A Saratoga County law regulating where sex offenders can live and work has joined a growing list of similar laws in neighboring counties that have been struck down for encroaching on the state’s authority.
In a decision written July 12, Saratoga County Court Judge Jerry J. Scarano concluded that the county’s 2006 law, restricting the employment and residence of all classes of sex offenders, should be thrown out on the basis that it intrudes on the authority of established state law.
According to Waterford Town Supervisor John Lawler, the county law was passed as a way to strengthen state laws on the issue. “[Existing laws] seemed to me to be a little inadequate,” he said.
“The intent of the legislation was to provide a safe buffer between locations where children would congregate … and people who had been convicted and identified as sexual offenders,” Lawler said. “A thousand feet, the length of three football fields, between children and sexual offenders seemed to be the more prudent way to protect children.”
The law imposed a 1,000-foot buffer zone around schools, child-care facilities, parks, playgrounds, youth centers and swimming pools in which sex offenders could not reside or work. The law defined sex offender as anyone convicted of a sexual offense and did not differentiate based on the risk level assigned or whether the offender was under the supervision of parole or probation.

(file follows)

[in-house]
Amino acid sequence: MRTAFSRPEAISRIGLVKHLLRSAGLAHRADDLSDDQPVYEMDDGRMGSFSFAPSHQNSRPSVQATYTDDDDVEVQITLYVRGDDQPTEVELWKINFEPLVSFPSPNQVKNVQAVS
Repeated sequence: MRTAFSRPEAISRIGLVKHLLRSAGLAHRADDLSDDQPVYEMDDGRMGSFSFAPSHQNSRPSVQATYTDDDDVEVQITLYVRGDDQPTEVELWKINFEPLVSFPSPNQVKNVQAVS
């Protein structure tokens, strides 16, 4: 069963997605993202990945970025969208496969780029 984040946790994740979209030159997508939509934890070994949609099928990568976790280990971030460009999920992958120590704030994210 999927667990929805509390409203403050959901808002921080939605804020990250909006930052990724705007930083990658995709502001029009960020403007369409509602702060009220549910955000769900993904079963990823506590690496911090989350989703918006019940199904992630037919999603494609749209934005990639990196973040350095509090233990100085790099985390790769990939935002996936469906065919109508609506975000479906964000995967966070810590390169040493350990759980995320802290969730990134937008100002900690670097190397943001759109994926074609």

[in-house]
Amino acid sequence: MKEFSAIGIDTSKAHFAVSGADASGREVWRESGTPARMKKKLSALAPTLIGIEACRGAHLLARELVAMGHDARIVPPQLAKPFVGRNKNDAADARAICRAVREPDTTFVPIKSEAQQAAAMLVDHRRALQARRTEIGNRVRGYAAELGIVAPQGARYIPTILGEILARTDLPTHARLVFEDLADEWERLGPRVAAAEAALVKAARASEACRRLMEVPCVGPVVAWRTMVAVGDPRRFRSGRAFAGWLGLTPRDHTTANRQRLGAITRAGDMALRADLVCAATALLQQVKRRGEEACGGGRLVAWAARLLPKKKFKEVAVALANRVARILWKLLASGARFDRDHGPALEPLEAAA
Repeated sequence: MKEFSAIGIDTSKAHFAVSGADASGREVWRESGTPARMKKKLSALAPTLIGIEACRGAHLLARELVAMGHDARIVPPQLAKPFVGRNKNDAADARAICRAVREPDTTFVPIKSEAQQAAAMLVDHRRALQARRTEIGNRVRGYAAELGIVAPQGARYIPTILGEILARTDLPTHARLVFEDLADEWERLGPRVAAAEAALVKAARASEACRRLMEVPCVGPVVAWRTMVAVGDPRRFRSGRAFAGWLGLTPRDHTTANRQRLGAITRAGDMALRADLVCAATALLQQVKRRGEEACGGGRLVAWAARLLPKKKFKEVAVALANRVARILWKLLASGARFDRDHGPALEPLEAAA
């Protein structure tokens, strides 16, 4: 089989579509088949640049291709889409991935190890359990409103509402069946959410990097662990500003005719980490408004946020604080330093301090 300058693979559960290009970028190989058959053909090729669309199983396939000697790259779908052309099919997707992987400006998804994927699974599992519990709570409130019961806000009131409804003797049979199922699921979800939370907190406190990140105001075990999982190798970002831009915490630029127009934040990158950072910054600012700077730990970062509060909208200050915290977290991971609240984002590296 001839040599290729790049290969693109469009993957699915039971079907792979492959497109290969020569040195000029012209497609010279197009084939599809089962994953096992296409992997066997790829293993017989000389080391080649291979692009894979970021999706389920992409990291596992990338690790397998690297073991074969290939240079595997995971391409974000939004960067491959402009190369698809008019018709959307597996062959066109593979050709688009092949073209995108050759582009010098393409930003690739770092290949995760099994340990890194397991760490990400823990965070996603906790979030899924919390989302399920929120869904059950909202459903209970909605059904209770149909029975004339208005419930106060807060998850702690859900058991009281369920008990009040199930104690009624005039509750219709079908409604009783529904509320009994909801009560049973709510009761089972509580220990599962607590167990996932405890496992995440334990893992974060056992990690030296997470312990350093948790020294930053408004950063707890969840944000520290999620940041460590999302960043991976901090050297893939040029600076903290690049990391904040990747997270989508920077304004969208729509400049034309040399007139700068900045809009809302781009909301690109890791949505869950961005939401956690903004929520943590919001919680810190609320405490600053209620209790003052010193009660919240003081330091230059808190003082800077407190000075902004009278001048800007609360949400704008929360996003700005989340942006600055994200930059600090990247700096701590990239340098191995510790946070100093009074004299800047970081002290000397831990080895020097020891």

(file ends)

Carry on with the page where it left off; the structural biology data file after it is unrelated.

In April 2010, Rodney Burnette was charged under the law, accused of residing with 1,000 feet of St. Mary’s Elementary School in Ballston Spa. He sought dismissal of his charges, arguing his arrest relied on an illegitimate law, but a lower court dismissed his argument.
However, Judge Scarano agreed with Burnette that state law pre-empts any local laws that are inconsistent with it.
The state law imposes less severe restrictions on sex offenders’ proximity to children, and bases those restrictions on the seriousness of the risk level assigned to the sex offender.
In his ruling, Scarano cited a variety of instances where local laws regulating the movements and residences of sexual offenders had been invalidated in court because of existing state laws.
Laws in Albany, Rensselaer, Rockland and Schenectady counties were all thrown out because judges deemed they were pre-empted by state law. The Schenectady County law, which took effect in 2007 and made Schenectady, Scotia, Niskayuna and Rotterdam virtually uninhabitable for Level 2 and 3 sex offenders, was thrown out in March 2010. In that case, the county attorney decided not to appeal.
Lawler said Saratoga County also will not appeal the recent decision. “There is considerable precedent supporting Judge Scarano’s decision,” he said, characterizing any additional defense of the law as a waste of time.
Provisions of the county law might not be gone forever, though, with Lawler leaving the door open to the possibility that the county Legislature might lobby the state Legislature to adopt similar restrictions. “These laws are more than feel-good laws,” he said.